This spring I purchased a tomato plant that I have never heard of before. The name of this plant stopped me in my tracks. Could it be—a tomato variety that perhaps my grandfather and his brothers actually processed at Gangi Brothers tomato packing plant?! How is it that a tomato species was actually given the name, “Santa Clara Canner?” I found this little treasure at the Santa Clara County Master Gardener’s plant sale at Kelley Park in San Jose. In the past three years, this is where I have purchased most of my tomato plants. I could not wait to see what this little seedling would produce in the months to come.
On the Master Gardener’s website, their description of the Santa Clara Canner is described as such, “…delicious, large fruit, very prolific, juicy yet solid. Big robust healthy plant, historically used in California canning industry. Categorized as a Classic tomato.”
When I was a young girl, I remember my grandfather bringing home wooden lugs of perfectly round red tomatoes. They were very large and could barely fit into my small hands. I was always so impressed with them. I loved the sweet smell and taste. My favorite way to eat them then, as it is now, is freshly sliced with a sprinkling of salt. The humble tomato symbolized something very important to my family—it meant tradition, heritage, culture, and a way of life. When I now pick an amazing tomato in my garden and gaze upon its beauty, it still symbolized the same virtues as it did for my grandparents.
Lucille and Valentino Gangi, my maternal grandparents. With them is myself and my brother Tim.
My grandfather was very proud of his tomato packing plant. It was his life–it was what he knew. He was the tomato purchaser. He spent many days of the year, especially during the summer, on the road to the Salinas and Central Valleys, where he purchased tomatoes from the farmers. One of the many perks of his job was all the free produce that the farmers would give him. He always stopped by to see my mother after a road trip. He would open up the trunk of his car and it would be a veritable market on wheels. He would give us such ripe and delicious produce. I remember cantaloupes so big and so sweet. And I also remember peaches and apricots. But he always had tomatoes, which he would leave in abundance.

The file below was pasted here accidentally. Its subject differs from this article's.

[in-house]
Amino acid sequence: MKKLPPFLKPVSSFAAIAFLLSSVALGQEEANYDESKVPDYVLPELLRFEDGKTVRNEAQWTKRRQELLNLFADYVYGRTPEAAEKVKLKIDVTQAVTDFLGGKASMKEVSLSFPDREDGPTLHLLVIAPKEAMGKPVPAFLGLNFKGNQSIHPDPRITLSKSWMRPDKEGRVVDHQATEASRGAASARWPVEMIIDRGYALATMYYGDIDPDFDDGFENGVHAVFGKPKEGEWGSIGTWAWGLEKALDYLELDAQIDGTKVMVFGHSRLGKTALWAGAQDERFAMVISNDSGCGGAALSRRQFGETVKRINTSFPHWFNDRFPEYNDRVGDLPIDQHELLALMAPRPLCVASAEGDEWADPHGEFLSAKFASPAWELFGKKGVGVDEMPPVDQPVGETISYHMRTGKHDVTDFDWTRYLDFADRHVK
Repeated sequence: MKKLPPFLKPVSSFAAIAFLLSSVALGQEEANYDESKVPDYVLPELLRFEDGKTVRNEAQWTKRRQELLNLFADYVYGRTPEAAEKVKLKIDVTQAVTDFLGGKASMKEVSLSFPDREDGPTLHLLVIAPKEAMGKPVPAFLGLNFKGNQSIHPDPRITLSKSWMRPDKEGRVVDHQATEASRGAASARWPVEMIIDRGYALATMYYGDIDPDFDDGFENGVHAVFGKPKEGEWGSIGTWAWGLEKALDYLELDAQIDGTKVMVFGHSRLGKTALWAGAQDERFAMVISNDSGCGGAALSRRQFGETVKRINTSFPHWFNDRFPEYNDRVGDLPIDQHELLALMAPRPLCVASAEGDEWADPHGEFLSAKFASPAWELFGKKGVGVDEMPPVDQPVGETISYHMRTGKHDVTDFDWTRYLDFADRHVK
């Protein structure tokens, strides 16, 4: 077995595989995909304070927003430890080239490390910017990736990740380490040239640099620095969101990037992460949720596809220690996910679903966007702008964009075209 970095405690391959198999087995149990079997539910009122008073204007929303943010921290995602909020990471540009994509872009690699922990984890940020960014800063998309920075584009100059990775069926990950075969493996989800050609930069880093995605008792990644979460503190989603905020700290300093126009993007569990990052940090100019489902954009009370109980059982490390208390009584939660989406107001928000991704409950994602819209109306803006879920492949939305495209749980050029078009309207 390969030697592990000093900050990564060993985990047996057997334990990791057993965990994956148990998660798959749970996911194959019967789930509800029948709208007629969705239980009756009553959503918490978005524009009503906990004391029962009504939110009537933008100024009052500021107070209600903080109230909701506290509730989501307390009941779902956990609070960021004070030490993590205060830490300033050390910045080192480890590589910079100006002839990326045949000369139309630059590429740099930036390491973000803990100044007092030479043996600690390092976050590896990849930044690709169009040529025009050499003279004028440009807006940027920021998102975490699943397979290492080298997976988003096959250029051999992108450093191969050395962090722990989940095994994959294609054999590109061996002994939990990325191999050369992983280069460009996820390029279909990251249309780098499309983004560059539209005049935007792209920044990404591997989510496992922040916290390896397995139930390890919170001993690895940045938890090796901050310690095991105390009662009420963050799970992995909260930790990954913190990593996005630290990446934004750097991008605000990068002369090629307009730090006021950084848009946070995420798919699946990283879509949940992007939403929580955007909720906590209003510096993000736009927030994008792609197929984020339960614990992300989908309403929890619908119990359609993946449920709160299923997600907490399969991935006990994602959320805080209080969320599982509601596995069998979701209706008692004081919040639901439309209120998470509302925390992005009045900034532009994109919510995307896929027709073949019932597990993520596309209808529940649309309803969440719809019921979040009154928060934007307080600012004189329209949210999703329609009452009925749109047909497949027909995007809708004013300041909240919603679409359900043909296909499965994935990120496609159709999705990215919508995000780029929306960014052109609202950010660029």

During the summer canning season the cannery operated 24/7. The sweet yet pungent smell of cooked tomatoes would waft throughout the valley. On warm summer nights when there was a breeze, I could smell the tomatoes as my home, which was a couple miles away from the cannery. My father worked at the cannery too. He often had to work throughout the night. Everyone worked long and odd hours until the season was over. October would be the time to rest.
After a little research, I have learned that the Santa Clara Canner tomato originating in Italy, which became very popular in the California canning industry because of it’s uniformity in size (8-10 oz.), it’s very rich and complex flavor, and its diversity for various canning products. The fruit is very juicy yet full of solid meat, making it fine for canning but just as good for eating off the vine. The plant produces a great amount of red-orange fruit, which matures in 80 days.
Well I finally have a Santa Clara Canner tomato plant full of ripe red fruit—and oh how beautiful they are! They totally remind me of the big red orbs that my grandfather would bring to my home when I was a girl. They are the sweet tomatoes of my memories! Small things make me happy!
The tomato tastes sweet, bursts with tomato goodness, has just the right amount of acid, has a delicate finish, is meaty yet juicy, and the skin is of medium thickness with no bitterness. Absolutely delicious!
I have been in tomato overload at my home this month. Just like our family cannery of my youth, it seems as if I have been picking tomatoes 24/7—and canning the following days. So far I have made tomato sauce, stewed tomatoes, and marinara—and more to come. I am grateful to have my happy tomato memories of my grandparents—they were such great people!
To order seeds of Santa Clara Canner tomato, or other tomatoes, these websites are a great source.
Master Gardeners of Santa Clara County
Gary Ibsen’s TomatoFest